RESPONSIBLE journalism is to a great extent premised on how men and women are represented, their differences and how any analysis of such seeks to move away from incorrect assumptions and stereotypes. In Zimbabwe, under the usual banner of patriarchy and other factors, the media has often been accused of being predisposed to cover women less objectively and even less as news sources.
Last month, the Media Monitoring Project of Zimbabwe (MMPZ) launched a report with findings of a "gendered analysis" they conducted on media coverage of the health sector for the months of April to May 2012.
MMPZ's study is important on how it investigates the role of the media in projecting a representative picture of women and men's health realities and experiences.
Gender based studies on media coverage in Zimbabwe are relatively scarce. Because of its agenda-setting role, the media significantly addresses the public interest and has great potential to influence action and appropriate interventions among relevant stakeholders.
MMPZ's "gendered" analysis focuses mainly on the differential coverage of men and women, ultimately highlighting that men tend to get more coverage and generally "out-talk" women as sources of information.
The analysis also makes some interesting observations about the types of news coverage proffered by various media sources in the period under review.
Among other things, there was "superficial" coverage of issues, where news stories were based more on official pronouncements rather than investigative depth and content.
The majority of men's health needs were marginalised, with concentration mainly on the subject of circumcision and pregnant women were portrayed as key transmitters of HIV and Aids.
It would, however, have been very useful for the study to explore the possible explanations for these scenarios.
A gender analysis ordinarily examines the differences in women and men's lives, including those that lead to social and economic inequity.
Such an analysis would not be considered off mark if it went further and concerned itself with seeking to understand the underlying causes of these inequities, with the aim to achieve positive change for women.
Effective gender analysis aims to achieve equity, which recognises the different approaches needed to produce equitable and impartial coverage of women and men.
For instance, negative media portrayal of women as transmitters of HIV could be a sign of the need for further training of journalists in gender sensitive reporting on the subject matter.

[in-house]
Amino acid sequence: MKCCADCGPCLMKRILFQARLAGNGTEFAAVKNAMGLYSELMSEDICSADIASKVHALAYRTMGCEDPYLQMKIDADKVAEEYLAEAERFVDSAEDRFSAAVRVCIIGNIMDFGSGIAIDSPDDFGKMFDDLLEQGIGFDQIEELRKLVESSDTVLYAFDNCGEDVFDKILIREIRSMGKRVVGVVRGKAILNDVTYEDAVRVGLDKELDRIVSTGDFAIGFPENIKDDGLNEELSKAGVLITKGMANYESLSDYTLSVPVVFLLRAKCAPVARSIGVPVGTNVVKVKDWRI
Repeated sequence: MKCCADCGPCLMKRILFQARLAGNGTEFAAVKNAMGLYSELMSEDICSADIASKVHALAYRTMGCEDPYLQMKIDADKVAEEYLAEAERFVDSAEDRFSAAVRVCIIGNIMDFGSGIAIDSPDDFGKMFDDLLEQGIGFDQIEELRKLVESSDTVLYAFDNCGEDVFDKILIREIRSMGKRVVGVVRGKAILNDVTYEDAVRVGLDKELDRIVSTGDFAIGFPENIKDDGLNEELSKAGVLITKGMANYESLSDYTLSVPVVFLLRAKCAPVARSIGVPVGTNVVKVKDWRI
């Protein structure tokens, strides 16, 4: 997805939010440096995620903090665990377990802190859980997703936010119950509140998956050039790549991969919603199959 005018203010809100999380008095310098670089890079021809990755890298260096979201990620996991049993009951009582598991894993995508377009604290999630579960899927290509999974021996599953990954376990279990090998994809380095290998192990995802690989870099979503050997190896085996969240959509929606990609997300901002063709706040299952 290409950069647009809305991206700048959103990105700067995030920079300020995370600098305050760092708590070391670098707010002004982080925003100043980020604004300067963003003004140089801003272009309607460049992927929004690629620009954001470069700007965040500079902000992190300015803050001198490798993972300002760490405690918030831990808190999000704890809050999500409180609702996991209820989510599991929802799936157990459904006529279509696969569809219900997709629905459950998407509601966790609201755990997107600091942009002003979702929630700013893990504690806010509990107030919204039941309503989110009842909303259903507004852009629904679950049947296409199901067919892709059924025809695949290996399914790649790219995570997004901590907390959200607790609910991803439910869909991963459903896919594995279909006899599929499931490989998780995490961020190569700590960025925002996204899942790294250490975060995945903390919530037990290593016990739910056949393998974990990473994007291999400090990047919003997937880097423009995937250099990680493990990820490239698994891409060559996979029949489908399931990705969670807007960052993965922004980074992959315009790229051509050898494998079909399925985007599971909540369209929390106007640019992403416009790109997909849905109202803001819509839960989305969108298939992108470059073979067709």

General negative coverage of women could be reflective of poor representation of women in newsrooms and top positions in particular.
The extensive coverage of male circumcision could merely be a reflection of the impact of the awareness raising and advocacy work around the issue by organisations like PSI and the Ministry of Health.
The media picked up on that and ran with it. The "superficial" coverage of health issues hinging on official pronouncements may be indicative of proactive engagement by civil society in pointing out and sharing news with journalists.
This could actually be a positive, which affords journalists the opportunity to dig deeper on supplied leads while saving a lot of trouble in seeking official comments and expending limited resources.
Evidently, the media has potential to make important contributions to the advancement of women and media owners will do well to take action in addressing the stereotyping of women and inequality in the media.
Nevertheless, the report highlights two important issues: that there was a 'narrow' portrayal of women's health mainly restricted to the needs of pregnant women and that the coverage of maternal health challenges tended to be 'fragmented'.
In our view, what seemed like a narrow portrayal of women concentrating on maternal health was a reflection of the concerted efforts happening on the ground.
Since the release of the 2010-2011 Zimbabwe Demographic Health Survey (ZDHS), the women's movement has been making a lot of noise for authorities to declare the maternal mortality rate of 960 deaths per 100 000 live births a national disaster.
In the period under review, the Zimbabwe Women's Resource Centre and Network (ZWRCN) launched a maternal health campaign dubbed Ridza Mhere/Hlab'umkhosi for improved maternal health services, seeking to compel the immediate and full commitment of Government in addressing this challenge.
The fact that maternal health coverage increased is a good sign that the media picked up on this advocacy issue and ran with it.
Hopefully the message was widely received in the relevant spaces and it remains to be seen how health is budgeted for in the 2013 and future national budgets.
The "fragmented" reporting of maternal health challenges referred to in the analysis emanates from a perceived lack of coherent media coverage of factors hindering the effective delivery of maternal health services.
These factors range from high rate of 'half baked midwives' and the mass exodus of health personnel to HIV and Aids.
In our view, these factors are not fragmented at all, and are actually complementary and reflective of the true situation obtaining on the ground.
The mass exodus of health professionals from the country has left a number of women in the hands of inexperienced staff.
As a result, many die needlessly from botched deliveries and sheer negligence.
HIV and Aids also remain a leading though indirect cause of maternal deaths in Zimbabwe current.
The Zimbabwe Women's Resource Centre & Network (ZWRCN) is an information-based organisation advocating for gender equality and equity. Feedback is welcome on email: firstname.lastname@example.org or phone numbers: +263 4 700250/252388. Visit our website: www.zwrcn.org.zw and follow us on Twitter @zwrcnwomen